Obama reaffirms mission to reduce carbon emissions - WBOY.com: Clarksburg, Morgantown: News, Sports, Weather

Obama reaffirms mission to reduce carbon emissions

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Under the current administration, clean energy research has received federal funding preferences and proposed greenhouse gas rules have made it more difficult to build traditional coal plants. Wednesday, the president said that's not enough to fight climate change.

President Barack Obama's statement on Nov. 14 came during his first press conference following the election. The debates and public conversation about climate change – and the role of human activity in it – were not largely discussed.

Both candidates touted the benefits of fossil fuels and their role in the nation's energy mix. Obama, who has made it clear in the past that he believes humans have a hand in global climate change, reaffirmed that belief in his conference Wednesday.

"What we do know is that the temperature around the globe is increasing, faster than was predicted even 10 years ago. We do know that the arctic ice cap is melting faster than was predicted even five years ago," Obama said. "I am a firm believer that climate change is real and that it is impacted by human behavior and carbon emissions. As a consequence, I think we have an obligation to future generations to do something about it."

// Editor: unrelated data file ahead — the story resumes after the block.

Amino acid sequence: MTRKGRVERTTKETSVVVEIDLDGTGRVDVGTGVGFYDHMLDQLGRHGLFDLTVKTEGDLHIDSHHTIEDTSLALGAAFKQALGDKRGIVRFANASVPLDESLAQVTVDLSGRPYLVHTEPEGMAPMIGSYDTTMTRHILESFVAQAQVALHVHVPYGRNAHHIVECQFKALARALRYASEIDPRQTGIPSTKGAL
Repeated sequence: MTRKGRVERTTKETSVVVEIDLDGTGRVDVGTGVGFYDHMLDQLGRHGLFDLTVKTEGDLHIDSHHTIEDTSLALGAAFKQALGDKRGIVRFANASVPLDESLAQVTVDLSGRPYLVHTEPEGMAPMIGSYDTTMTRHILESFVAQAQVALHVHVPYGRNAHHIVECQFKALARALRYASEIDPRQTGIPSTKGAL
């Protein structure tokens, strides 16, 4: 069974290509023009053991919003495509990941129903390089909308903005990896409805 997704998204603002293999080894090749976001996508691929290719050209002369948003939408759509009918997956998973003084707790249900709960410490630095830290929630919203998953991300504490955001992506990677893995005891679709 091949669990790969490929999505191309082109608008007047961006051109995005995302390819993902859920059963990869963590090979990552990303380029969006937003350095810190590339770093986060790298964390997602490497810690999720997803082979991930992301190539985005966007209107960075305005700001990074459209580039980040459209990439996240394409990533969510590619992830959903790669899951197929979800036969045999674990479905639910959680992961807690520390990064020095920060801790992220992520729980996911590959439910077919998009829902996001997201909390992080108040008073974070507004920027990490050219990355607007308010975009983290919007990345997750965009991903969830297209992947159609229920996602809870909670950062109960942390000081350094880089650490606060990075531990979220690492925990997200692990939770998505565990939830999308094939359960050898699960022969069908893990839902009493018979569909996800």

Already Obama's Environmental Protection Agency had put strict limits on carbon dioxide emissions. Those limitations practically allowed for the use of any major fuel support other than coal.

While newer, advanced coal technologies can be burned in a manner that fits those carbon dioxide limits, the economic feasibility of those methods have been called into question.

Obama did not mention those rules, primarily propagated by the EPA as the result of lawsuits filed regarding the Clean Air Act, in Wednesday's conference. Instead, Obama touted fuel efficiency standards for cars and trucks and the doubling of renewable energy sources under his administration, "which promises to reduce the utilization of fossil fuels for power generation."

He said his administration will continue to invest in breakthroughs to reduce carbon emissions.

"We haven't done as much as we need to, so what I'm going to be doing over the next several weeks, next several months, is having a conversation, a wide-ranging conversation, with scientists, engineers and elected officials to find out what more can we do to make short-term progress in reducing carbon," Obama said.

He added that an "education process" across the country will be necessary to create "realistic long-term solutions" to avoid passing the problem of climate change to future generations.

"I don't know what either Republicans or Democrats are prepared to do at this point, because this is one of those issues that is not just a partisan issue, but I also think there are regional differences," Obama said.

In West Virginia, a Democrat-heavy state, the conversation about climate change is often non-existent or skeptical of the science suggesting man-made climate change is occurring. The Democrat-Republican divide on this issue, Obama has pointed out, is often linked to which sources of energy are grown near home.